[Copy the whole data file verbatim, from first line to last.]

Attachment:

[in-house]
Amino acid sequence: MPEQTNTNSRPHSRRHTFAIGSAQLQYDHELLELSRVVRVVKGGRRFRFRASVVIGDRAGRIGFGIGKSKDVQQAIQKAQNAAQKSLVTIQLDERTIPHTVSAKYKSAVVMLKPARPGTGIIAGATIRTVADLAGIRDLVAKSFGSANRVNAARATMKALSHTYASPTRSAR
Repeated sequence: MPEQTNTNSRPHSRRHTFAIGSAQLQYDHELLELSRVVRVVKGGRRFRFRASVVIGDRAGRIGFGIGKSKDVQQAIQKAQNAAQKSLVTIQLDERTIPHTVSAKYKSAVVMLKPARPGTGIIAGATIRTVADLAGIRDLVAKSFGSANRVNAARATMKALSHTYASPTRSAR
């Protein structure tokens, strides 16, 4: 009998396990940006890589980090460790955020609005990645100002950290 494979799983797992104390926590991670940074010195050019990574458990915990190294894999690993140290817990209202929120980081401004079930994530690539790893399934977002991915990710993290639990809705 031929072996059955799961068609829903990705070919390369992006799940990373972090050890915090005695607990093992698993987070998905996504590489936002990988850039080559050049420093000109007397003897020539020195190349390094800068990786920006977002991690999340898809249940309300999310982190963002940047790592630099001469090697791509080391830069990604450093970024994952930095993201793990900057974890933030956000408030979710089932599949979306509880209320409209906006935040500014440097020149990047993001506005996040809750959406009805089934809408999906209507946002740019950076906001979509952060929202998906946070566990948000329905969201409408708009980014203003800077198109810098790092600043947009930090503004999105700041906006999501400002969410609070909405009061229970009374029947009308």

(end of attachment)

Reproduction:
[in-house]
Amino acid sequence: MPEQTNTNSRPHSRRHTFAIGSAQLQYDHELLELSRVVRVVKGGRRFRFRASVVIGDRAGRIGFGIGKSKDVQQAIQKAQNAAQKSLVTIQLDERTIPHTVSAKYKSAVVMLKPARPGTGIIAGATIRTVADLAGIRDLVAKSFGSANRVNAARATMKALSHTYASPTRSAR
Repeated sequence: MPEQTNTNSRPHSRRHTFAIGSAQLQYDHELLELSRVVRVVKGGRRFRFRASVVIGDRAGRIGFGIGKSKDVQQAIQKAQNAAQKSLVTIQLDERTIPHTVSAKYKSAVVMLKPARPGTGIIAGATIRTVADLAGIRDLVAKSFGSANRVNAARATMKALSHTYASPTRSAR
């Protein structure tokens, strides 16, 4: 009998396990940006890589980090460790955020609005990645100002950290 494979799983797992104390926590991670940074010195050019990574458990915990190294894999690993140290817990209202929120980081401004079930994530690539790893399934977002991915990710993290639990809705 031929072996059955799961068609829903990705070919390369992006799940990373972090050890915090005695607990093992698993987070998905996504590489936002990988850039080559050049420093000109007397003897020539020195190349390094800068990786920006977002991690999340898809249940309300999310982190963002940047790592630099001469090697791509080391830069990604450093970024994952930095993201793990900057974890933030956000408030979710089932599949979306509880209320409209906006935040500014440097020149990047993001506005996040809750959406009805089934809408999906209507946002740019950076906001979509952060929202998906946070566990948000329905969201409408708009980014203003800077198109810098790092600043947009930090503004999105700041906006999501400002969410609070909405009061229970009374029947009308």